House of Representatives
Office of Program Research
|Public Safety & Emergency Preparedness Committee|
This analysis was prepared by non-partisan legislative staff for the use of legislative members in their deliberations. This analysis is not a part of the legislation nor does it constitute a statement of legislative intent.
Brief Description: Addressing the issue of stolen metal property.
Sponsors: Senate Committee on Judiciary (originally sponsored by Senators Tom, Holmquist, Kline, Roach, Kilmer, Marr, Sheldon, Morton, Pridemore, McCaslin, Berkey, Delvin, Shin, Rasmussen, Parlette and Stevens).
Brief Summary of Engrossed Substitute Bill
Hearing Date: 3/26/07
Staff: Sarah Beznoska (786-7109).
General Statutory Requirements Related to Second-Hand Metals
It is unlawful for any person, firm or corporation engaged in the business of buying or otherwise obtaining new, used, or second-hand metals to purchase or otherwise obtain these metals unless a permanent record of the purchase of the metals is maintained. The permanent record must contain the following information: a general description of all property purchased; the type and quantity or weight; the name, address, driver's license number, and signature of the seller or the person making delivery; and a description of any motor vehicle and the license number thereof used in the delivery of such metals.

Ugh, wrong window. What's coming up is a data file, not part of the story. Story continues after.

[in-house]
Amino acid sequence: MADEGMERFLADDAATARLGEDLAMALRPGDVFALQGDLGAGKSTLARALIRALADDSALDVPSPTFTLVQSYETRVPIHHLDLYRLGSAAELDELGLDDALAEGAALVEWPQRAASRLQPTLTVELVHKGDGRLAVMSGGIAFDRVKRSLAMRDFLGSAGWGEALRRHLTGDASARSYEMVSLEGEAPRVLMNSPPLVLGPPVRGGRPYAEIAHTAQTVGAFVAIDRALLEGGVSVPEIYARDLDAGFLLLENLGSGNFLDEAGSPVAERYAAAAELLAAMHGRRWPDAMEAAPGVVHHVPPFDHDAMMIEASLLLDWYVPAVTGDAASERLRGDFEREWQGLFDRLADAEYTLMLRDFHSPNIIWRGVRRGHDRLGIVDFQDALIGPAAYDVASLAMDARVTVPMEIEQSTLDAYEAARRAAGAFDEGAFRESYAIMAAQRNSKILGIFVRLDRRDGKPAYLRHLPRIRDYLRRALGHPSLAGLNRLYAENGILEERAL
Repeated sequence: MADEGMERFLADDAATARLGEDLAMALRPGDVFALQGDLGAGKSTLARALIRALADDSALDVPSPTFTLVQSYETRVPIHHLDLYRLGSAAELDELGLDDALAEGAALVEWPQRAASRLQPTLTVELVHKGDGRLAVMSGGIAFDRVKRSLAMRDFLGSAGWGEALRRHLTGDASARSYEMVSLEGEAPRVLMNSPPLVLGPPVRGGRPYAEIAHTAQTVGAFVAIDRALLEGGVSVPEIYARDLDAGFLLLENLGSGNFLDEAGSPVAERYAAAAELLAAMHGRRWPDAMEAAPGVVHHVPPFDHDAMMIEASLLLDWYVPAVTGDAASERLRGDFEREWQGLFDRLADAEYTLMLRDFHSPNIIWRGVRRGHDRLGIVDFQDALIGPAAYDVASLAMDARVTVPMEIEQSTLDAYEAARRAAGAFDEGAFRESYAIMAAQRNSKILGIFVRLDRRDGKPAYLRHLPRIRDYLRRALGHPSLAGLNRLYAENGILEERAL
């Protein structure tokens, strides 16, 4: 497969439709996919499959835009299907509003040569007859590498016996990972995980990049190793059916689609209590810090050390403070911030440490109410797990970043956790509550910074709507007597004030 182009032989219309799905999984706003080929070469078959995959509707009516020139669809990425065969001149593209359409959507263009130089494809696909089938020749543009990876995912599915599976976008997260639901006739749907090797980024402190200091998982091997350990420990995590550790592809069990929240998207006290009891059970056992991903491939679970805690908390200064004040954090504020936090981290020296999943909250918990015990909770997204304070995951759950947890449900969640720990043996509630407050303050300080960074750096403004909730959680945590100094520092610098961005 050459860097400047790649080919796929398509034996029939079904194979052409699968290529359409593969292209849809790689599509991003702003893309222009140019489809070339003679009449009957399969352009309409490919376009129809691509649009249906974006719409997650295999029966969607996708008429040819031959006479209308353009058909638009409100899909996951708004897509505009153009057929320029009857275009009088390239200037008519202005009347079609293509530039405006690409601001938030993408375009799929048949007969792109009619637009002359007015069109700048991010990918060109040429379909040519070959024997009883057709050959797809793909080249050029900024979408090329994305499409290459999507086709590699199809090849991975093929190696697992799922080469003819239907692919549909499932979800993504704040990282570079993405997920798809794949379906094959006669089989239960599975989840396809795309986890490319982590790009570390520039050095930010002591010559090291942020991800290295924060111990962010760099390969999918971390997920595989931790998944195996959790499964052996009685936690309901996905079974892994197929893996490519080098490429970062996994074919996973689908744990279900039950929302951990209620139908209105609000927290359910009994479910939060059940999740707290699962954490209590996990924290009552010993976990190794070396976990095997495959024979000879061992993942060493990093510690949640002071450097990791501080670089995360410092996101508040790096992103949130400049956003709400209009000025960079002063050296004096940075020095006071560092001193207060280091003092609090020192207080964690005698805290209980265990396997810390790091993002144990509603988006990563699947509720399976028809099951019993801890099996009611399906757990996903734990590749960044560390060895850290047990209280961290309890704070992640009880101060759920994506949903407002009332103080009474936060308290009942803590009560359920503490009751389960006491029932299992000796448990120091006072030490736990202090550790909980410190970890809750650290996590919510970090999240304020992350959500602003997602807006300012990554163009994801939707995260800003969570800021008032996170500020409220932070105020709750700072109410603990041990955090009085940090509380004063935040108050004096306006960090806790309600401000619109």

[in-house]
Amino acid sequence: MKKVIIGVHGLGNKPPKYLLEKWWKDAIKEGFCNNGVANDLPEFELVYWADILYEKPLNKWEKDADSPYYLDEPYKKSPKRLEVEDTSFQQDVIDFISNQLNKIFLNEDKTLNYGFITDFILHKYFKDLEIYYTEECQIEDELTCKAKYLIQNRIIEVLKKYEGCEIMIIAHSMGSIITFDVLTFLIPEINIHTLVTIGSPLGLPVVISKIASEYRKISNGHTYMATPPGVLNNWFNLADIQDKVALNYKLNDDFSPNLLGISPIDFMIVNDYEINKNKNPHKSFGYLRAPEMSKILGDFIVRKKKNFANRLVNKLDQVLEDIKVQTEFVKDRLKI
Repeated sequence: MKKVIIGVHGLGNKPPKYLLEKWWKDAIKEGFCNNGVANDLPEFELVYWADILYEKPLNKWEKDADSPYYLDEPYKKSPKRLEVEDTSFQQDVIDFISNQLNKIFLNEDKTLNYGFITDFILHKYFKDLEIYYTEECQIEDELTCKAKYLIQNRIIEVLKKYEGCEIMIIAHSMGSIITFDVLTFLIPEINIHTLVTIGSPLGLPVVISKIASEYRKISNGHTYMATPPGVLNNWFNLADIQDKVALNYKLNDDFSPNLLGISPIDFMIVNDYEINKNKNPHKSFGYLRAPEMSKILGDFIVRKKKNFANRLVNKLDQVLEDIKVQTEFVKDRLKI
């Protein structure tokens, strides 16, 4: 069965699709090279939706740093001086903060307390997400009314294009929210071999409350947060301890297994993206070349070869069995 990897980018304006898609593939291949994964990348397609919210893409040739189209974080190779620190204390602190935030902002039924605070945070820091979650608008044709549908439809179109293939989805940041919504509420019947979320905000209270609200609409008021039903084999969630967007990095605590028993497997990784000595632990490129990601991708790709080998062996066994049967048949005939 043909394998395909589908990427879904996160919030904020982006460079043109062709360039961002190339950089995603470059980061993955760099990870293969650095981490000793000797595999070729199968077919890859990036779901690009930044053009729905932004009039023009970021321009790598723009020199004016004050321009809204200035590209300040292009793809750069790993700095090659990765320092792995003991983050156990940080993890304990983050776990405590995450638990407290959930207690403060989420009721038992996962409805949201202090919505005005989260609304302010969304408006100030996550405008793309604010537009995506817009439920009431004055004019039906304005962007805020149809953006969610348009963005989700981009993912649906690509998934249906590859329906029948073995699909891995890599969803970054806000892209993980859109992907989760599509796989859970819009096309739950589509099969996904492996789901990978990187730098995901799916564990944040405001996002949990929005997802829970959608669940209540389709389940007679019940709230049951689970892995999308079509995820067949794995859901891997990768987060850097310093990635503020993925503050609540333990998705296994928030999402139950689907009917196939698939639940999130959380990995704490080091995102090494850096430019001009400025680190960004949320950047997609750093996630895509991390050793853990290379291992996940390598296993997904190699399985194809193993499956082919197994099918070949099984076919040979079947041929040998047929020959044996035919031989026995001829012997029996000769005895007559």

"Metals" means copper, copper wire, copper cable, copper pipe, copper sheets and tubing, copper bus, aluminum wire, brass pipe, lead, electrolytic nickel, and zinc.
A violation of this requirement is punishable, upon conviction, by a fine of not more than $500 or by imprisonment in the county jail for not more than six months, or by both.
Pawnbrokers and Second-Hand Dealers